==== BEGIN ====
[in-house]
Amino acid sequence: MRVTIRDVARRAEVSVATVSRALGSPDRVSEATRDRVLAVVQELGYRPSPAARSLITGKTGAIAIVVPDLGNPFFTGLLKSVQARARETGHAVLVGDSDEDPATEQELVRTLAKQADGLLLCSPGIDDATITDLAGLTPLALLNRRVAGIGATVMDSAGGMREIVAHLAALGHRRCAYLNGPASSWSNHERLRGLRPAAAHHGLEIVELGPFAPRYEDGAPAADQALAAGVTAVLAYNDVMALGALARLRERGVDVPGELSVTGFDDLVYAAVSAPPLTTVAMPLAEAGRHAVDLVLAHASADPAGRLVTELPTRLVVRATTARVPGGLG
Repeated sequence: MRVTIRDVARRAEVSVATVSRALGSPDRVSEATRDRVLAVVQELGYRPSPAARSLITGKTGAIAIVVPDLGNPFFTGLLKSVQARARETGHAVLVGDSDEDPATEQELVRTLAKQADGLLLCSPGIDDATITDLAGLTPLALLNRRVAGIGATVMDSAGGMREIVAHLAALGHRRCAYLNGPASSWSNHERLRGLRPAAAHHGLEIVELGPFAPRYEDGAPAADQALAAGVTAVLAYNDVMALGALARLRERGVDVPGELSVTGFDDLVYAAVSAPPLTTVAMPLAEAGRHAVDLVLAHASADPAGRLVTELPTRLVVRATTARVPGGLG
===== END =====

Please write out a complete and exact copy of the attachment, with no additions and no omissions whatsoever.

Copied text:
[in-house]
Amino acid sequence: MRVTIRDVARRAEVSVATVSRALGSPDRVSEATRDRVLAVVQELGYRPSPAARSLITGKTGAIAIVVPDLGNPFFTGLLKSVQARARETGHAVLVGDSDEDPATEQELVRTLAKQADGLLLCSPGIDDATITDLAGLTPLALLNRRVAGIGATVMDSAGGMREIVAHLAALGHRRCAYLNGPASSWSNHERLRGLRPAAAHHGLEIVELGPFAPRYEDGAPAADQALAAGVTAVLAYNDVMALGALARLRERGVDVPGELSVTGFDDLVYAAVSAPPLTTVAMPLAEAGRHAVDLVLAHASADPAGRLVTELPTRLVVRATTARVPGGLG
Repeated sequence: MRVTIRDVARRAEVSVATVSRALGSPDRVSEATRDRVLAVVQELGYRPSPAARSLITGKTGAIAIVVPDLGNPFFTGLLKSVQARARETGHAVLVGDSDEDPATEQELVRTLAKQADGLLLCSPGIDDATITDLAGLTPLALLNRRVAGIGATVMDSAGGMREIVAHLAALGHRRCAYLNGPASSWSNHERLRGLRPAAAHHGLEIVELGPFAPRYEDGAPAADQALAAGVTAVLAYNDVMALGALARLRERGVDVPGELSVTGFDDLVYAAVSAPPLTTVAMPLAEAGRHAVDLVLAHASADPAGRLVTELPTRLVVRATTARVPGGLG